In what was a widely expected outcome, the Federal Reserve pull the money rate cuts by 0.25% at the conclusion of a two-day policy meeting on Wednesday.
The rate cut is the second this year, and it reflects a shift in Fed sentiment, with the Board of Governors being particularly concerned about economic headwinds like trade disputes. The meeting was the first in three years to see three dissenting votes, but not all dissenters were in favor of a heavier cut.
Here’s everything investors need to know about the decision.
There Could Be One More Rate Cut in 2019
Federal Reserve Chairman Jerome Powell announced the quarter point rate cut on Wednesday and said that the central bank will act “as needed” to address any significant changes in the U.S. economy. Many investors will take this as a signal to watch and see what the Fed decides for the mid-term future, but there’s actually a possibility that there could be another rate cut this year.
Nine of the seventeen member Federal Reserve Committee are believed to be in support of a rate cut in the fourth quarter. Insiders have told news publications that Jerome Powell is among the members who will support a cut later this year. The final rate cut will likely come in December, and it could help to drive markets into the new year.
There were three dissenting votes when the Fed met yesterday. James Bullard, voted against the quarter point rate cut, instead favoring a half point to stimulate rather than sustain the economy.
Eric Rosengren from the Boston Fed, and Esther George from the Kansas City Fed also voted against the rate cut, but their dissent was because they wanted the rate to remain unchanged.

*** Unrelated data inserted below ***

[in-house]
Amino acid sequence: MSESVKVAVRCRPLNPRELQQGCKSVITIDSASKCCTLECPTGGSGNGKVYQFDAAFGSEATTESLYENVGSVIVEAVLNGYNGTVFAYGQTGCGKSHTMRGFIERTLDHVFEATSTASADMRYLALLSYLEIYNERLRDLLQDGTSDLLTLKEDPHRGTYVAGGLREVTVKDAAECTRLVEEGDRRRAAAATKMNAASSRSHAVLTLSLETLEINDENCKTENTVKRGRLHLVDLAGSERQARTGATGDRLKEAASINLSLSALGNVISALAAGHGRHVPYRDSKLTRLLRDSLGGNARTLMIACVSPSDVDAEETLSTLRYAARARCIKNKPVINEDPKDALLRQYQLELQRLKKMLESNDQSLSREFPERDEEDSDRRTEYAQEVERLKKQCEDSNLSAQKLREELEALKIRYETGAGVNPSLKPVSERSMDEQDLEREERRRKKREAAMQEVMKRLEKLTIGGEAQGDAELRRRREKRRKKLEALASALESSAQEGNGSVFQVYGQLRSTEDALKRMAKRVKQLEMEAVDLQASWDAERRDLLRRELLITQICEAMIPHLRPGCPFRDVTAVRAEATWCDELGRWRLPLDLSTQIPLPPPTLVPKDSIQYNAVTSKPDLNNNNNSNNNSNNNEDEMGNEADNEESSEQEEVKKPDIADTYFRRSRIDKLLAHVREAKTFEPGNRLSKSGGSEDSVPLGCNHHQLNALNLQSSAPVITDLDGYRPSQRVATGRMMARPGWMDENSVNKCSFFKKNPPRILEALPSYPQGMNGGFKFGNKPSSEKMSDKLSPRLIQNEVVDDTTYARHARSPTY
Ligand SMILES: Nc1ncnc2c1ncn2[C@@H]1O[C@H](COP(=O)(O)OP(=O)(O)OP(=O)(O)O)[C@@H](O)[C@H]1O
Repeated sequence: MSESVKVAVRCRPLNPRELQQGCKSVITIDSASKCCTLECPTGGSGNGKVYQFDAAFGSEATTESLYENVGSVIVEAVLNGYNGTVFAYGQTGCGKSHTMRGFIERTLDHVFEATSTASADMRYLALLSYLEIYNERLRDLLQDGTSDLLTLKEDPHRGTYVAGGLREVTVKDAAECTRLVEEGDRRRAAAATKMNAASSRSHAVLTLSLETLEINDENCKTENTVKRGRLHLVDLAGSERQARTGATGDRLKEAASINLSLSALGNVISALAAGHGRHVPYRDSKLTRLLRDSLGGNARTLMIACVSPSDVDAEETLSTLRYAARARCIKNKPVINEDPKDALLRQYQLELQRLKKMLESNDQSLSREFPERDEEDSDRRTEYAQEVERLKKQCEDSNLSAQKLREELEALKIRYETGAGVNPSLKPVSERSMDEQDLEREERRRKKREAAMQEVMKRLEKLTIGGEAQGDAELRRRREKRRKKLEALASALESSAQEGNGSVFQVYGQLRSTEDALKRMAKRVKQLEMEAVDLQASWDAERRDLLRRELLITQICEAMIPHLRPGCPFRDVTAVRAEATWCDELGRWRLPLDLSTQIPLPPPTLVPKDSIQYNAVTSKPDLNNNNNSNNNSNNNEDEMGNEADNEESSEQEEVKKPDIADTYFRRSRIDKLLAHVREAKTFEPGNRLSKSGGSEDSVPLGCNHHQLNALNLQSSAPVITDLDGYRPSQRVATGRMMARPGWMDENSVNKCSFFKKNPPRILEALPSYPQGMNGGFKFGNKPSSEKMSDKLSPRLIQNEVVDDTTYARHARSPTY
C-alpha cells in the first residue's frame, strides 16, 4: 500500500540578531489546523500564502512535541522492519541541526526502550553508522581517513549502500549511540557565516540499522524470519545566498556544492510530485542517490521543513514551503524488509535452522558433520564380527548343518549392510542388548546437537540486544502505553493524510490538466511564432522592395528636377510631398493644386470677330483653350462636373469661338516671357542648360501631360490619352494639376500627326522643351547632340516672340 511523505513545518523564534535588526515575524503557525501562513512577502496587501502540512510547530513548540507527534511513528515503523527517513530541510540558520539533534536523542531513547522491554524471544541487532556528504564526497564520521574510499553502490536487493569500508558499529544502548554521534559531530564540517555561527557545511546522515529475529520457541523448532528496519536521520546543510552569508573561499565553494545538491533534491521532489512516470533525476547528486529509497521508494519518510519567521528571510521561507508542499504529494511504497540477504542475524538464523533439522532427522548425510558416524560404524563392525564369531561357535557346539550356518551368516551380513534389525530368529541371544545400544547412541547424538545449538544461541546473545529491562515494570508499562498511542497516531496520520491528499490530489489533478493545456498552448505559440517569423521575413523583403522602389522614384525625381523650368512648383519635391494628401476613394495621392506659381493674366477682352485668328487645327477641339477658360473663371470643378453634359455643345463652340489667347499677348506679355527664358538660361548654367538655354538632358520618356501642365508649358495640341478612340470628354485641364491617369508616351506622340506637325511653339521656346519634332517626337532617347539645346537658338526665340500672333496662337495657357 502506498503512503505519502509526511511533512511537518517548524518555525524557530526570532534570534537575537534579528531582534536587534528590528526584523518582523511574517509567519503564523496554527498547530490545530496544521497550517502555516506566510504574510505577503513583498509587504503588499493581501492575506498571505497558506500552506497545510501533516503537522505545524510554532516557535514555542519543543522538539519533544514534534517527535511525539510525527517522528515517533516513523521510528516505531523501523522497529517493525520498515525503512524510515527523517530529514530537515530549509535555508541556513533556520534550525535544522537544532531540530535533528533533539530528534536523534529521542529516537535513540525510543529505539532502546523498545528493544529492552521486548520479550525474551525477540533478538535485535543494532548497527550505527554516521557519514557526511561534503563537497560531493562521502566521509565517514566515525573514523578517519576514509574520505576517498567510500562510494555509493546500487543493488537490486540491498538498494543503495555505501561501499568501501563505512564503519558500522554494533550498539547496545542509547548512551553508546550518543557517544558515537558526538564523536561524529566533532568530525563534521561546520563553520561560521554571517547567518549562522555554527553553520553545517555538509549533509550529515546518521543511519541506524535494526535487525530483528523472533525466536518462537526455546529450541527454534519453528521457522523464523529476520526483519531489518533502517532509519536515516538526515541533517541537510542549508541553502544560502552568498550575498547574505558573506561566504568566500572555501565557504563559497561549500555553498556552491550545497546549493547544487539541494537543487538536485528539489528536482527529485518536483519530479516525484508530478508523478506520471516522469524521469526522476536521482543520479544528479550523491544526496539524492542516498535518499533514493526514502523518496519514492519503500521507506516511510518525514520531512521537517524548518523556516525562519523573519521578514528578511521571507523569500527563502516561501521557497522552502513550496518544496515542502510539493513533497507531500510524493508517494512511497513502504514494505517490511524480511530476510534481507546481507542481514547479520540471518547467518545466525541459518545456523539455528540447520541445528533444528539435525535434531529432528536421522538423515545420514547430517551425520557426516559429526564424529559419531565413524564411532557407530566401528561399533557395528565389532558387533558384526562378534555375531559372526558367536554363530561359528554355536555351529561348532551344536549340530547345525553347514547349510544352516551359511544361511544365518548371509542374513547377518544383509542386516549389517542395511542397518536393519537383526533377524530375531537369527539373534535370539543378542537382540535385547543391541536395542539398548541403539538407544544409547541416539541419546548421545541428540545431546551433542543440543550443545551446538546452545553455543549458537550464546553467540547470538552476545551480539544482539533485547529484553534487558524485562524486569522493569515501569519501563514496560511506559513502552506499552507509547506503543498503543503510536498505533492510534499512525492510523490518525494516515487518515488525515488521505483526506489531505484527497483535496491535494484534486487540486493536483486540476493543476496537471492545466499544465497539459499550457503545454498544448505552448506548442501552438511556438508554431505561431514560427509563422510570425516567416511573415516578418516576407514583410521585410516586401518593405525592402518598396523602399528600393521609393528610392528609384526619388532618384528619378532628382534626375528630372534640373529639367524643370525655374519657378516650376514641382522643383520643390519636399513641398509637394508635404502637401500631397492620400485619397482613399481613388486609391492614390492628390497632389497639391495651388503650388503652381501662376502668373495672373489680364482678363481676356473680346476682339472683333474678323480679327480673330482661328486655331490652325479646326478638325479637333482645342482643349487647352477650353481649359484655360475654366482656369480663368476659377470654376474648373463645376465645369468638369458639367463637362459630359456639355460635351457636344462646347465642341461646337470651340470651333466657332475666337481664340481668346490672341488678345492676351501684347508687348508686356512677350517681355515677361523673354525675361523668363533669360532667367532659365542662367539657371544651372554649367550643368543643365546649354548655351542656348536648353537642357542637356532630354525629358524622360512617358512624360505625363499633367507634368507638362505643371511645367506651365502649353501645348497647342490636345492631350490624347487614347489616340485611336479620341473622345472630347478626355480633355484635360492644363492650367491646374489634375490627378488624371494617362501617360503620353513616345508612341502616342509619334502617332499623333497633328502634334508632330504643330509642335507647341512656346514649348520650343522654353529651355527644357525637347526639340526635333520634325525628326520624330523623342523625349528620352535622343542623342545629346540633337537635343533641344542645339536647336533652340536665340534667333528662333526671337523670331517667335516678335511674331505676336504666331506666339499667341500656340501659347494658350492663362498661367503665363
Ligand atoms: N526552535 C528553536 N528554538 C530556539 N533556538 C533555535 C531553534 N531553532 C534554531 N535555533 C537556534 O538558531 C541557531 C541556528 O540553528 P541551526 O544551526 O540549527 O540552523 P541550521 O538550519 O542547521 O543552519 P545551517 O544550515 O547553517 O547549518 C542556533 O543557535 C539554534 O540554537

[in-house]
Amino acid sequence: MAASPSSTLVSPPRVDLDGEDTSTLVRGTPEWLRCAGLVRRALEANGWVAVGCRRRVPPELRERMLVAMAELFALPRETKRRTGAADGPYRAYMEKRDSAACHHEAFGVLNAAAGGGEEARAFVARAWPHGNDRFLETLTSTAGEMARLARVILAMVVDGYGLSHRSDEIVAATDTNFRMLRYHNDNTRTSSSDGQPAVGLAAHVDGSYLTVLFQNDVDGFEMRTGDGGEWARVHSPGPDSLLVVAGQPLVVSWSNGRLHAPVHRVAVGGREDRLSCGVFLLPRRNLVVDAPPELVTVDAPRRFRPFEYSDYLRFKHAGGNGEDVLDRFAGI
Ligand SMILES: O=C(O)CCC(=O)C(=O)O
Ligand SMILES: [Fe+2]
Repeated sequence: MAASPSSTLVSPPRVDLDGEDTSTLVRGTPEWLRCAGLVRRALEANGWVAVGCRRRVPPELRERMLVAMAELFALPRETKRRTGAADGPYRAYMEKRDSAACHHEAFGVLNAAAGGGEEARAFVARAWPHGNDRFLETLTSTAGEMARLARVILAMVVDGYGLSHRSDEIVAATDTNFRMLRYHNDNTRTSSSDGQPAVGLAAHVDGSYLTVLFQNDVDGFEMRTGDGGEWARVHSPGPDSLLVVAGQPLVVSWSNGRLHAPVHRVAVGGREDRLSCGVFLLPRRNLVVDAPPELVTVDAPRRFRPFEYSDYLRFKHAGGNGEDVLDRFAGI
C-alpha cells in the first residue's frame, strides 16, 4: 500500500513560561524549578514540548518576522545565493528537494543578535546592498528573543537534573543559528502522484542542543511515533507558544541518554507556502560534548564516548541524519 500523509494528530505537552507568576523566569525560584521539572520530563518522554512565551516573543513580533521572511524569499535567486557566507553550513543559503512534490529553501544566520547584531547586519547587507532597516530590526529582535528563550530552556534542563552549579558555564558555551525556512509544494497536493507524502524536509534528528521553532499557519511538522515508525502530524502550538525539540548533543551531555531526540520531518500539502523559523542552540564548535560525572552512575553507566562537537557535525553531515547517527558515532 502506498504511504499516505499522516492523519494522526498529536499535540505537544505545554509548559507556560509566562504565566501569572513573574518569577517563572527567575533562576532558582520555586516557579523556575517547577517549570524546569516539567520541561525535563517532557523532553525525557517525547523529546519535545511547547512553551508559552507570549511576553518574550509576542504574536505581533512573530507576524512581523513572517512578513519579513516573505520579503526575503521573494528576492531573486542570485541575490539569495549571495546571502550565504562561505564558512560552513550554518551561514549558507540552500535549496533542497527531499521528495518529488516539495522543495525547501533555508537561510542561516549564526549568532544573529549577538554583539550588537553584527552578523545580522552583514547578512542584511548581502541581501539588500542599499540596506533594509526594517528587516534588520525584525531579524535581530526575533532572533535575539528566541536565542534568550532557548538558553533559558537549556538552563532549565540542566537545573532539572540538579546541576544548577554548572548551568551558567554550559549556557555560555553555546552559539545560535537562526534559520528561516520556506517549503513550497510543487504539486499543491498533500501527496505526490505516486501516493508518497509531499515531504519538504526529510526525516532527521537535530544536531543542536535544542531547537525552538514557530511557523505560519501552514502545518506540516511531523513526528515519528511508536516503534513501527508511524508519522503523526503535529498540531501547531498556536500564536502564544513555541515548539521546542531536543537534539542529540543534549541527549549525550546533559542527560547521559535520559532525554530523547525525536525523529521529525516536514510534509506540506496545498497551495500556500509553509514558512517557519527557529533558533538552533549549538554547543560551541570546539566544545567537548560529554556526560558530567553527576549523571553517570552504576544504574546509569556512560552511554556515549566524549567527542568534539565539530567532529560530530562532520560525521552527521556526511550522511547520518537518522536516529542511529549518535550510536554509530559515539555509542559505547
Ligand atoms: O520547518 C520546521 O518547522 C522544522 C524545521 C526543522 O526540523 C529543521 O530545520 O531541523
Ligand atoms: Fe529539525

Conservative Rate Cuts are Objectively the Best Outcome for Investors
President Trump was clearly not happy with the rate cut when he tweeted on Wednesday night. He told his followers that “Jay Powell and the Federal Reserve Fail Again. No “guts,” no sense, no vision! A terrible communicator!”
Trump has repeatedly called for heavy rate cuts, and even asked for a zero or negative interest rate earlier this month.
However, for investors and the entire economy, mild rate cuts are the better option. The economy is still growing today, continuing an expansion that has lasted 11 years. Cutting the rates too far now would leave no room to move when a recession truly is on the horizon.
Stocks could see a moderate boost this week thanks to the rate cut, and mortgage lending terms are likely to improve. With another cut possible at the end of the year, the bear market of 2019 could still have life in it.
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